Transmitting the word: a cultural analysis of religious broadcasting
Wanner, Curt Nielsen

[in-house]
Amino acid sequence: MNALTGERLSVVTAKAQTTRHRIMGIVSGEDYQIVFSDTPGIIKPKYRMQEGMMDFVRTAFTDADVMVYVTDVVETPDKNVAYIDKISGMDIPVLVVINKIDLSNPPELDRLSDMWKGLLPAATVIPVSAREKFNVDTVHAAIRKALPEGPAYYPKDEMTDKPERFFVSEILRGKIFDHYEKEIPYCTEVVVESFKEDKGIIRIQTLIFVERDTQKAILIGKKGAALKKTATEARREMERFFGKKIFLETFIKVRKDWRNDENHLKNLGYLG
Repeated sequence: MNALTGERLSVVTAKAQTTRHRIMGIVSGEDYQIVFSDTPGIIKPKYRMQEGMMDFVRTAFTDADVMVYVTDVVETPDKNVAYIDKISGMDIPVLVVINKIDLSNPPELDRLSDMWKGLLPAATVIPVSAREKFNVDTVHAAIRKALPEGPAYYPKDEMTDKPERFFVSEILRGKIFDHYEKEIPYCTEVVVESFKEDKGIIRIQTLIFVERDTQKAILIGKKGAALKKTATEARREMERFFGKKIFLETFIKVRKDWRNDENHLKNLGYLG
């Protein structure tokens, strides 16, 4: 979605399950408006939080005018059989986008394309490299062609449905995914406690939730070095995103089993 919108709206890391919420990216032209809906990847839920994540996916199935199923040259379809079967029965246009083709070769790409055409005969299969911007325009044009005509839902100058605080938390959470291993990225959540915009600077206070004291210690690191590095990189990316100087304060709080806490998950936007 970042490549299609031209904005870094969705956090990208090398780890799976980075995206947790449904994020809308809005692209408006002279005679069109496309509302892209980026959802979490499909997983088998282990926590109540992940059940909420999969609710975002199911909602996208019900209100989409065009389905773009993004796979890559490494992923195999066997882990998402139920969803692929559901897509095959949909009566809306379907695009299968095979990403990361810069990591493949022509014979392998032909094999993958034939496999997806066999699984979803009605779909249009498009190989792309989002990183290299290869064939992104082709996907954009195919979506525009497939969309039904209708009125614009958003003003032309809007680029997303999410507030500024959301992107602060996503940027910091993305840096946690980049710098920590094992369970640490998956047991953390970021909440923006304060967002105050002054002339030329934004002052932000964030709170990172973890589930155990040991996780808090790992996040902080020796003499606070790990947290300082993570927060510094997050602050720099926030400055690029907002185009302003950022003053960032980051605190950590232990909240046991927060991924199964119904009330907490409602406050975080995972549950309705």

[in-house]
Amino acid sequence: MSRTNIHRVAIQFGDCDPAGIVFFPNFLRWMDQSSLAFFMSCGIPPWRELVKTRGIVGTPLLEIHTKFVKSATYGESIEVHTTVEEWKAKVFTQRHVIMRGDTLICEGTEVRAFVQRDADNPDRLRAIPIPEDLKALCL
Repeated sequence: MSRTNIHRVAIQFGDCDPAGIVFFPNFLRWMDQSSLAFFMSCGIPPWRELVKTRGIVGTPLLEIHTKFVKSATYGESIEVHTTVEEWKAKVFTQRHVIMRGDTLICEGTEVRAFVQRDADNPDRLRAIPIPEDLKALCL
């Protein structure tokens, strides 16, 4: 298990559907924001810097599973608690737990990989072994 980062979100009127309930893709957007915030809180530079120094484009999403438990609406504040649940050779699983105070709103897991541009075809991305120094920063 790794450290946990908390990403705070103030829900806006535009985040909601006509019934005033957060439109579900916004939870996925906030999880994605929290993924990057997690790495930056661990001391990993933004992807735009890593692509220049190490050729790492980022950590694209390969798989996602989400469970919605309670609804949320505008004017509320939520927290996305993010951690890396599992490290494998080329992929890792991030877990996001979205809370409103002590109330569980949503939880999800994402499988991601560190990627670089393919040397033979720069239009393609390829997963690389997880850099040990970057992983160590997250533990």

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This dissertation analyzes the use of televised religious broadcasting by the evangelical community. The analysis proceeds from a culturalist orientation that locates religious broadcasting in the historical context of American 20th century evangelicalism. Starting in the 1940’s, religious broadcasting has been a critical and intentional component to the rise of this religious community. It has provided a platform for evangelicals to gain social, cultural, political and economic power. Religious broadcasting is a site of social construction that provides evangelicals with significant symbolic inventories that allow them to negotiate their specifically religious identity. As this is performed in the midst of world they see as increasingly secular, religious broadcasting also becomes a site of resistance, which has galvanized the evangelical community into a prominent social movement. To this end, religious broadcasting produces crisis narratives that frame evangelicals as both socially marginalized and empowered. This dissertation will specifically analyze three case studies that represent three different approaches to religious broadcasting. The first case study is Jerry Falwell’s Old Time Gospel Hour. This approach, “camera on the pulpit,” represents the traditional practice of placing a camera in a church sanctuary in order to broadcast the weekly service. The second case study is Pat Robertson’s The 700 Club, one of the longest running programs in television history. This approach, “camera on the couch,” represents an accommodating strategy that sought to copy popular television forms. The third case study is Joel Osteen’s Joel. This approach, “camera on the performance,” represents the most contemporary form of religious broadcasting and represents a highly developed understanding of contemporary media branding. Evangelical religious broadcasting has never been able to attract a significant audience of non-believers. Therefore, its manifest motivations of engaging the culture and bringing the gospel to the lost world, have never materialized. Instead latent motivations have developed that relate to the actual audience. Religious broadcasting allows the evangelical audience to “work out their salvation” in the biblical frames of being in and not of the “world.” This ultimately provides evangelicals with feelings of legitimacy, relevance and empowerment in the contemporary cultural context.